We will have to wait until qualifying for a true reflection of each team’s respective pace, but following the Bahrain Grand Prix, we will at least have an idea of who has had the best winter and is well-placed for the rest of the campaign. 

The midfield pack was especially hard to try and quantify, with McLaren, Alpine and AlphaTauri enjoying a strong pre-season, while Ferrari, Alfa Romeo and Williams also showed encouraging signs of improvement. 

Aston Martin is arguably the biggest unknown quantity given its reliability troubles and subsequent lack of miles, though Lance Stroll turned in some flashes of encouraging pace on Friday. 

Amid uncertainty one thing looks clear; the midfield battle appears closer than ever and is set to rage for the entirety of the season.

4. New faces in new places 

While much has remained the same heading into 2021, there has been a raft of driver changes following a dramatic shake-up last year that was set off by Ferrari’s decision to replace Sebastian Vettel

The Italian outfit signed Carlos Sainz to form Ferrari’s youngest driver pairing in decades alongside Charles Leclerc, while McLaren swiftly moved to lure Daniel Ricciardo away from Renault as Sainz’s replacement. 

Ricciardo’s exit from the rebranded Alpine squad opened the door for two-time world champion Fernando Alonso to complete a sensational return to the sport after two years away racing in other series. 

Vettel at one stage looked to be down and out of F1 but has been offered a lifeline to rebuild his reputation at Aston Martin, after the former Racing Point team rather unceremoniously booted out Sergio Perez, who in turn found an unlikely but deserved landing spot at Red Bull, replacing Alex Albon after the Anglo-Thai driver failed to live up to expectations. 

In total, just three teams (Mercedes, Alfa Romeo and Williams) remain unchanged for 2021, having opted for continuity and stability. The raft of changes elsewhere on the grid has resulted in some fascinating dynamics and storylines to follow across the course of the season.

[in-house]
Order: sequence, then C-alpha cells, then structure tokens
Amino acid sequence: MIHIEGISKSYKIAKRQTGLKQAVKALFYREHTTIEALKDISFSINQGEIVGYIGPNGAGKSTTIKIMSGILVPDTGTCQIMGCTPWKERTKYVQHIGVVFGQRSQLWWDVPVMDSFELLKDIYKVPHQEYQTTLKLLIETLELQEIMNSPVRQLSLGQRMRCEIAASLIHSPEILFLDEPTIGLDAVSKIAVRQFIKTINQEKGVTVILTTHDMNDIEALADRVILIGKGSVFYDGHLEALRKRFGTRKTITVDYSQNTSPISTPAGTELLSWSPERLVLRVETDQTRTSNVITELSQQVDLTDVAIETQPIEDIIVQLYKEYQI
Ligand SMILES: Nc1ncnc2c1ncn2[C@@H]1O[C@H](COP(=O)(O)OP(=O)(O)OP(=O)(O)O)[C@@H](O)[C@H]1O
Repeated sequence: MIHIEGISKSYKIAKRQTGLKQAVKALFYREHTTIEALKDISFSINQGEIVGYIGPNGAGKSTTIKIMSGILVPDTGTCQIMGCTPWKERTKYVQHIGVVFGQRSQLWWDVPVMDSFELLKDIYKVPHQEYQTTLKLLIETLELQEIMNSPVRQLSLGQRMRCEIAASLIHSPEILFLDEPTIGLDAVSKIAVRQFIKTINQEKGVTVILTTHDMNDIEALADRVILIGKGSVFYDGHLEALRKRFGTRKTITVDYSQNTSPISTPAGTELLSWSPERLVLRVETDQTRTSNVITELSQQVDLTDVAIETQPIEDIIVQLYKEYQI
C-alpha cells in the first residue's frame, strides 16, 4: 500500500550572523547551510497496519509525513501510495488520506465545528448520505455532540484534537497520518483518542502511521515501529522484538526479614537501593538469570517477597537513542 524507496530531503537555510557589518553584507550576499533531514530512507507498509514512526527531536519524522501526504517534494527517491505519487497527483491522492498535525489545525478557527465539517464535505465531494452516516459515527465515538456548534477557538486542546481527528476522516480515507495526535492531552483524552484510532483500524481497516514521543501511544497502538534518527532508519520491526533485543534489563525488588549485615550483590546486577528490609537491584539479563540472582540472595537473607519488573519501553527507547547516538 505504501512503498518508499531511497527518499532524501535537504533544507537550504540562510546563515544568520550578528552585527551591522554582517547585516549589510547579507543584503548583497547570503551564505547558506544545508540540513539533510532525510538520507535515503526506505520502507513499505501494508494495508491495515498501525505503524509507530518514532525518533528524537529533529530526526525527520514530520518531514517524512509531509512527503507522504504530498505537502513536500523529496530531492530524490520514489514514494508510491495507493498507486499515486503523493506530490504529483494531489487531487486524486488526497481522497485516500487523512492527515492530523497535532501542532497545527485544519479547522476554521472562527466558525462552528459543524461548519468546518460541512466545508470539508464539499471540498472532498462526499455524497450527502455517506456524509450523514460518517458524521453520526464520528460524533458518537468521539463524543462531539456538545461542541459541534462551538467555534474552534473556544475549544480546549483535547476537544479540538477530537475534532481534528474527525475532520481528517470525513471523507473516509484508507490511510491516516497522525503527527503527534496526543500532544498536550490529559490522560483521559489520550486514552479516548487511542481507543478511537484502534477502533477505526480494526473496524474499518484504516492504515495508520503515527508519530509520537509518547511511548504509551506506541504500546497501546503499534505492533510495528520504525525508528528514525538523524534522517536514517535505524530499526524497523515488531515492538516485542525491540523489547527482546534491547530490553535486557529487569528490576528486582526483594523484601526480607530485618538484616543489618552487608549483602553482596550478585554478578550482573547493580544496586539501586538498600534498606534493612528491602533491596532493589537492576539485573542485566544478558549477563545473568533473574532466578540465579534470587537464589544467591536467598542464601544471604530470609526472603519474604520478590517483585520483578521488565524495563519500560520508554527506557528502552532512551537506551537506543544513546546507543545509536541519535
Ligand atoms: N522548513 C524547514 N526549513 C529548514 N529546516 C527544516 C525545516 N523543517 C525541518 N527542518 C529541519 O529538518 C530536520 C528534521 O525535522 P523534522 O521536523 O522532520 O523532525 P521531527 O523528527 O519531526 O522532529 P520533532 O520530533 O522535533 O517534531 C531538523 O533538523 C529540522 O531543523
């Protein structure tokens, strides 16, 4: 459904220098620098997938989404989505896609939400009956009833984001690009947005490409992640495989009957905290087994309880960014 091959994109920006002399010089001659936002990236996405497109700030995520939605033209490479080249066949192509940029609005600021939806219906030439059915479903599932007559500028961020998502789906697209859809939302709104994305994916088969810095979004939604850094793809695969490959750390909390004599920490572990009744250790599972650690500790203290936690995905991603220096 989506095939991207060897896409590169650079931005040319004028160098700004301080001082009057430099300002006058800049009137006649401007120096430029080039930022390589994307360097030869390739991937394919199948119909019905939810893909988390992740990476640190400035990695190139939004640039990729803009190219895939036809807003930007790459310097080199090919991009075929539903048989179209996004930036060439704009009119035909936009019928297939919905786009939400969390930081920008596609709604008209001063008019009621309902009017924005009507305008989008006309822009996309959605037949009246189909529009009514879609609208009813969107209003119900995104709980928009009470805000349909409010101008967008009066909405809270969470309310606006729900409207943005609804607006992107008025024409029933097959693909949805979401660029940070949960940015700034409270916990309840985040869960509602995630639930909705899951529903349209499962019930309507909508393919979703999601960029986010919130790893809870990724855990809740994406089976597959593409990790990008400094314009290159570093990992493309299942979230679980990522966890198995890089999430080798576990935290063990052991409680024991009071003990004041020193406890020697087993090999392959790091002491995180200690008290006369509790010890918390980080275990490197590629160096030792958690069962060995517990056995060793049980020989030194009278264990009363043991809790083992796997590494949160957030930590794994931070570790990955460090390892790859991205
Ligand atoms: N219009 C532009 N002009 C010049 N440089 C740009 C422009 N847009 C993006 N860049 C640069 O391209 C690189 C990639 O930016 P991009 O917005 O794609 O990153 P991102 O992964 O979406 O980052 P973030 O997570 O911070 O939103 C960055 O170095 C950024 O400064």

5. The return of a legendary name 

The legendary Schumacher name will return to the F1 grid this year for the first time since the end of the 2012 season following Mick Schumacher’s graduation.

Schumacher will make his hugely anticipated F1 debut with American team Haas at this weekend’s Bahrain Grand Prix, having been crowned Formula 2 champion in 2020. 

As the son of seven-time world champion Michael, there is no doubt that Mick will face an added level of scrutiny and expectation compared to most F1 rookies, but the 22-year-old German insists he sees his name as a positive rather than a burden. 

Following in the footsteps of his legendary father, Schumacher is one of three rookies joining the F1 grid this year, all of whom have graduated from F2. One of them, Nikita Mazepin, will be his teammate at Haas. 

The other is exciting Japanese prospect Yuki Tsunoda, who is highly regarded by Red Bull and Honda and will make his F1 debut alongside Pierre Gasly at AlphaTauri. 

The 20-year-old has enjoyed a rapid four-year rise up the single-seater ladder and has been promoted to F1 after an impressive rookie campaign in F2, winning three times on his way to third place in the championship.